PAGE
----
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Truck owners hail removal of Navy, others from controlling Apapa traffic



NECA seeks stringent measures to remove trucks off port roads
Truck owners have lauded the Federal Government’s withdrawal of the Naval and other military formations from controlling traffic at the Apapa Port.

Lagos State Vice President, National Association of Road Transport Owners (NARTO) Dry Cargo Sector, Mr. Abdullahi Mohammad-Inunwa, gave the commendation yesterday during an interview with the News Agency of Nigeria (NAN).

Mohammad-Inunwa, who stated that the inclusion of the security agencies in the task force had compounded the gridlock in and around the port, said: “When President Muhammadu Buhari visited Lagos during his electioneering, the trucks were cleared off the roads within hours.

“The public then asked what magic was performed by us to achieve it.


“But there was no other magic that we performed than synergising with the Nigeria Ports Authority’s Task Force Chairman, Commodore Eyo and the Council of Maritime Transport Union Association (COMTUA).

“We had meetings with NPA where we jointly agreed on modalities to apply.

“The NPA team then promised to introduce truck manual call-up scheme.”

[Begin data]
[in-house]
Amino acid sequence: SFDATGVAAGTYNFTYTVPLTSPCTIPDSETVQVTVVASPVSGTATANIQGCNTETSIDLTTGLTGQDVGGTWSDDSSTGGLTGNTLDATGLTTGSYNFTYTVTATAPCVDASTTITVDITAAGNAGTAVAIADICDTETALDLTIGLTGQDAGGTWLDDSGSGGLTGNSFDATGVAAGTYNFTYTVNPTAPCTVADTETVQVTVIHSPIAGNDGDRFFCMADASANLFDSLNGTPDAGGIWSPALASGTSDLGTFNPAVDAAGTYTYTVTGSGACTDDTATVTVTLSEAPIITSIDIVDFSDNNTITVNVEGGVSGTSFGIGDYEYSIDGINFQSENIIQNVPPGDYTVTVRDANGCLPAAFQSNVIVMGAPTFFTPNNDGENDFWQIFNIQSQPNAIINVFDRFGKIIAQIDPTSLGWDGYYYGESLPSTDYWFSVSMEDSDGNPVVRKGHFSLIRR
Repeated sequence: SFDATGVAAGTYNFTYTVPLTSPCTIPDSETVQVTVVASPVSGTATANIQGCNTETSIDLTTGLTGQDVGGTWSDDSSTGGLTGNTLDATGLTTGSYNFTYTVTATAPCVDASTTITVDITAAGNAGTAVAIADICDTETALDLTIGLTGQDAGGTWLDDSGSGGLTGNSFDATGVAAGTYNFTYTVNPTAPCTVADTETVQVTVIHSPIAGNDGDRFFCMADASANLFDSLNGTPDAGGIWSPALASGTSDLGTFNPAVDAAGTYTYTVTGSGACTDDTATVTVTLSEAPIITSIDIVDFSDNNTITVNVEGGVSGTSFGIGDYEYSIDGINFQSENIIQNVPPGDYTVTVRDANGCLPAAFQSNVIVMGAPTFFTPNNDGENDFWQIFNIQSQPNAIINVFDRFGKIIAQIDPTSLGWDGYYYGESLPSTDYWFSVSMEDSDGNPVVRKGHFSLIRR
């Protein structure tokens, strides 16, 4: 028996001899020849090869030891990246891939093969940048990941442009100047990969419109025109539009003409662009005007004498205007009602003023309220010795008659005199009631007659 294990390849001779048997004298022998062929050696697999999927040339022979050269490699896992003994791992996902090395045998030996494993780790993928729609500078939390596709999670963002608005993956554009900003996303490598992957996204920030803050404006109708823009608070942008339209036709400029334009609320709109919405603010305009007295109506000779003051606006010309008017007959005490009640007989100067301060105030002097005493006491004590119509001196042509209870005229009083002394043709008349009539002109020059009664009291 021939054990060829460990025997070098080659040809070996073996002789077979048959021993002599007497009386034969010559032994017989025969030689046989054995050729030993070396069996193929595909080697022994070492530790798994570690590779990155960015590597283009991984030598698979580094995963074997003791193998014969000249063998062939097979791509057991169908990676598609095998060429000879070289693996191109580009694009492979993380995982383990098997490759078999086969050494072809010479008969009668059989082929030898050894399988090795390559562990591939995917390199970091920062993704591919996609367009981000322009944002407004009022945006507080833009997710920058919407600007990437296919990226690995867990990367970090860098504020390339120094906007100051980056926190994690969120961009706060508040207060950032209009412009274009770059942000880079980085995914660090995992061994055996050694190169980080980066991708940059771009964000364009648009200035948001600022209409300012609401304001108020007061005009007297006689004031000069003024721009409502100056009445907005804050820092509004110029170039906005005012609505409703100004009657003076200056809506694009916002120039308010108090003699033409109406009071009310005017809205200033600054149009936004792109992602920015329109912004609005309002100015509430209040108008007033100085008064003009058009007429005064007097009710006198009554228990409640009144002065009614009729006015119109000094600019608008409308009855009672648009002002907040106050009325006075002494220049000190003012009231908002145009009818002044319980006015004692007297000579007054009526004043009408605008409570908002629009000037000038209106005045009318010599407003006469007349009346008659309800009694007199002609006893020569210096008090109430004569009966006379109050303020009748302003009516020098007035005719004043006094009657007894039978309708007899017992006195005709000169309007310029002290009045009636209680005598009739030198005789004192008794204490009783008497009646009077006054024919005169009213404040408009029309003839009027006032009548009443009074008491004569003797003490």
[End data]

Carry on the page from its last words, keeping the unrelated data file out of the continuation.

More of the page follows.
Mohammad-Inunwa also attributed the gridlock the failure of some shipping companies to provide truck bays as stipulated in their agreement with the government.

Meanwhile, following the presidential order on the evacuation of trucks on Apapa Port access roads, the Nigeria Employers’ Consultative Association (NECA) has said that stringent actions must be enforced to ease clearing of goods at the nation’s seaports.

The group, which noted that resolving this mafia-like challenge will go a long way in returning Nigeria to the path of economic growth, urged that efforts to build alternative truck parks and reconstruction of the deplorable road networks should be fast-tracked.

Director-General of NECA, Timothy Olawale, who commended the Federal Government on the move, implored Vice President Yemi Osinbajo to bring his commitment to bear on the Apapa gridlock conundrum.

He said that the presidential order, coming at this period, was overdue, regardless of several efforts by the three tiers of government to tackle the menace.

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